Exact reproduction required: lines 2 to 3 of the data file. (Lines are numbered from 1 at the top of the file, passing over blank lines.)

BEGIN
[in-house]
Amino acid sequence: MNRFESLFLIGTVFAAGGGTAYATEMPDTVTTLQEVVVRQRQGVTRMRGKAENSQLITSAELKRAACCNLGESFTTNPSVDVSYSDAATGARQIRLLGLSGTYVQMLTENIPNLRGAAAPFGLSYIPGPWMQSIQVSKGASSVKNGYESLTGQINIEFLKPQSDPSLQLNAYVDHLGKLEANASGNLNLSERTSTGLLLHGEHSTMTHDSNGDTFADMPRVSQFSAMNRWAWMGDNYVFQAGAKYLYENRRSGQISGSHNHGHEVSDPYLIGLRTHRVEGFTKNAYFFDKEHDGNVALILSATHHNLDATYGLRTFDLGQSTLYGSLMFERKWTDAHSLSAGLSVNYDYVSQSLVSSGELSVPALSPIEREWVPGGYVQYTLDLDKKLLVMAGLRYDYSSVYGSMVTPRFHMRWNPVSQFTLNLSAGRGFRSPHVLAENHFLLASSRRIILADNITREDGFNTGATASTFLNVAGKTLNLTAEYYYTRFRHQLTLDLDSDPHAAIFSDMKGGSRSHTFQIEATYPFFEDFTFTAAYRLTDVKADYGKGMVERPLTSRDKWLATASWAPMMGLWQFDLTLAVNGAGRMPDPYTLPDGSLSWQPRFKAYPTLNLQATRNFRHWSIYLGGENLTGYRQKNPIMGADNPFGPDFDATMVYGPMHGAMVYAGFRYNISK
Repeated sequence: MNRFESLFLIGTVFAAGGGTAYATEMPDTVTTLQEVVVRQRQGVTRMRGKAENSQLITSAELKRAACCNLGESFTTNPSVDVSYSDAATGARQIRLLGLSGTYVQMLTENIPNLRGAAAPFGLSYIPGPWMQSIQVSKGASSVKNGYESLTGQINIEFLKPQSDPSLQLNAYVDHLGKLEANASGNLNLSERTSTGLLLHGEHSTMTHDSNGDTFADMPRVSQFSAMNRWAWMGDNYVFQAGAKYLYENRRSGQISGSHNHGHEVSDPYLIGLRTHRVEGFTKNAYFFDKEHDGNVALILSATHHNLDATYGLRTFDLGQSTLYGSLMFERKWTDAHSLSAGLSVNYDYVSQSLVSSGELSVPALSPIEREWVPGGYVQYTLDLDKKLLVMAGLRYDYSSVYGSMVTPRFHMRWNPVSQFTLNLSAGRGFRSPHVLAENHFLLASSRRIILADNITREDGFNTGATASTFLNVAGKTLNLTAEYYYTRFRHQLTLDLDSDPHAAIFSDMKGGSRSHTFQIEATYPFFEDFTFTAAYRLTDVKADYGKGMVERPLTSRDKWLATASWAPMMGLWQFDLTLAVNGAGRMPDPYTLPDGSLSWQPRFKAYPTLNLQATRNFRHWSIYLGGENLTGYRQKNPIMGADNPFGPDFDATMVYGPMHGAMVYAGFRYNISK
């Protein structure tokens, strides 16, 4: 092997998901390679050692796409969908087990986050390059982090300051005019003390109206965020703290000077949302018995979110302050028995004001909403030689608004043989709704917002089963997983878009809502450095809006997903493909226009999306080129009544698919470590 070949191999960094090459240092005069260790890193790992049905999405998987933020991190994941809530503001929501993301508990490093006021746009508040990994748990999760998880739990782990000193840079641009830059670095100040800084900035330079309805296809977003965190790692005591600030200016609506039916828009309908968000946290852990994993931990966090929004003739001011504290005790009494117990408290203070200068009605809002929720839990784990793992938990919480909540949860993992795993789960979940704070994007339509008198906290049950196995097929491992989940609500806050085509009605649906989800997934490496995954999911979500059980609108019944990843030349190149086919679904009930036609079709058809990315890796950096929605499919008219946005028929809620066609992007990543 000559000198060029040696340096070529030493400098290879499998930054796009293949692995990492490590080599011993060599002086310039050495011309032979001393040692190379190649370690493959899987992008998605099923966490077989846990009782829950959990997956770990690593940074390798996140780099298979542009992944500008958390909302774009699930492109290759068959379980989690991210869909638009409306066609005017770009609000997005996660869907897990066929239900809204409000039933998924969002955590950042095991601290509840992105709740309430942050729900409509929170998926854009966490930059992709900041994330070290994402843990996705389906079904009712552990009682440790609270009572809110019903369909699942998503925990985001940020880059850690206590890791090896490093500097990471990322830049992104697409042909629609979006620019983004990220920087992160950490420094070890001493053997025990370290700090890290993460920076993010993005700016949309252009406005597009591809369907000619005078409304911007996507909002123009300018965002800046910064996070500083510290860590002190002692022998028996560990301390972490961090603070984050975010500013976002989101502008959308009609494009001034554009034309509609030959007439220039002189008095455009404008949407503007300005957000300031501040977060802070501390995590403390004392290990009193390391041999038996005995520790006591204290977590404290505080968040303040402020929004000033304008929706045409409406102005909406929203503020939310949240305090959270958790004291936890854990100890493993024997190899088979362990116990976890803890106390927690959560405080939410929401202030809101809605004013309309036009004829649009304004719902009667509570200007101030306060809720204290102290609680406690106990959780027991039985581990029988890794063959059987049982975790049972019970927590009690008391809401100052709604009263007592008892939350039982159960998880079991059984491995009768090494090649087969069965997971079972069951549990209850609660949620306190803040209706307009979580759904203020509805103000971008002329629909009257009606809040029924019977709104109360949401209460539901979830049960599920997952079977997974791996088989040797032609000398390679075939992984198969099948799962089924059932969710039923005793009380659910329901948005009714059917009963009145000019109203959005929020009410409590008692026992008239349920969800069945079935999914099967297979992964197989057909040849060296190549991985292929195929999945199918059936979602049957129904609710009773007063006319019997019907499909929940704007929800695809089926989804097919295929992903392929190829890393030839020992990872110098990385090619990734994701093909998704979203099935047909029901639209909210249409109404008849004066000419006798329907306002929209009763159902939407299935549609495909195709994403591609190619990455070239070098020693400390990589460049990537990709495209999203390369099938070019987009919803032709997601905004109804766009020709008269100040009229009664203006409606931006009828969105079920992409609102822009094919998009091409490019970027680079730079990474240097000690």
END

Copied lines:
Amino acid sequence: MNRFESLFLIGTVFAAGGGTAYATEMPDTVTTLQEVVVRQRQGVTRMRGKAENSQLITSAELKRAACCNLGESFTTNPSVDVSYSDAATGARQIRLLGLSGTYVQMLTENIPNLRGAAAPFGLSYIPGPWMQSIQVSKGASSVKNGYESLTGQINIEFLKPQSDPSLQLNAYVDHLGKLEANASGNLNLSERTSTGLLLHGEHSTMTHDSNGDTFADMPRVSQFSAMNRWAWMGDNYVFQAGAKYLYENRRSGQISGSHNHGHEVSDPYLIGLRTHRVEGFTKNAYFFDKEHDGNVALILSATHHNLDATYGLRTFDLGQSTLYGSLMFERKWTDAHSLSAGLSVNYDYVSQSLVSSGELSVPALSPIEREWVPGGYVQYTLDLDKKLLVMAGLRYDYSSVYGSMVTPRFHMRWNPVSQFTLNLSAGRGFRSPHVLAENHFLLASSRRIILADNITREDGFNTGATASTFLNVAGKTLNLTAEYYYTRFRHQLTLDLDSDPHAAIFSDMKGGSRSHTFQIEATYPFFEDFTFTAAYRLTDVKADYGKGMVERPLTSRDKWLATASWAPMMGLWQFDLTLAVNGAGRMPDPYTLPDGSLSWQPRFKAYPTLNLQATRNFRHWSIYLGGENLTGYRQKNPIMGADNPFGPDFDATMVYGPMHGAMVYAGFRYNISK
Repeated sequence: MNRFESLFLIGTVFAAGGGTAYATEMPDTVTTLQEVVVRQRQGVTRMRGKAENSQLITSAELKRAACCNLGESFTTNPSVDVSYSDAATGARQIRLLGLSGTYVQMLTENIPNLRGAAAPFGLSYIPGPWMQSIQVSKGASSVKNGYESLTGQINIEFLKPQSDPSLQLNAYVDHLGKLEANASGNLNLSERTSTGLLLHGEHSTMTHDSNGDTFADMPRVSQFSAMNRWAWMGDNYVFQAGAKYLYENRRSGQISGSHNHGHEVSDPYLIGLRTHRVEGFTKNAYFFDKEHDGNVALILSATHHNLDATYGLRTFDLGQSTLYGSLMFERKWTDAHSLSAGLSVNYDYVSQSLVSSGELSVPALSPIEREWVPGGYVQYTLDLDKKLLVMAGLRYDYSSVYGSMVTPRFHMRWNPVSQFTLNLSAGRGFRSPHVLAENHFLLASSRRIILADNITREDGFNTGATASTFLNVAGKTLNLTAEYYYTRFRHQLTLDLDSDPHAAIFSDMKGGSRSHTFQIEATYPFFEDFTFTAAYRLTDVKADYGKGMVERPLTSRDKWLATASWAPMMGLWQFDLTLAVNGAGRMPDPYTLPDGSLSWQPRFKAYPTLNLQATRNFRHWSIYLGGENLTGYRQKNPIMGADNPFGPDFDATMVYGPMHGAMVYAGFRYNISK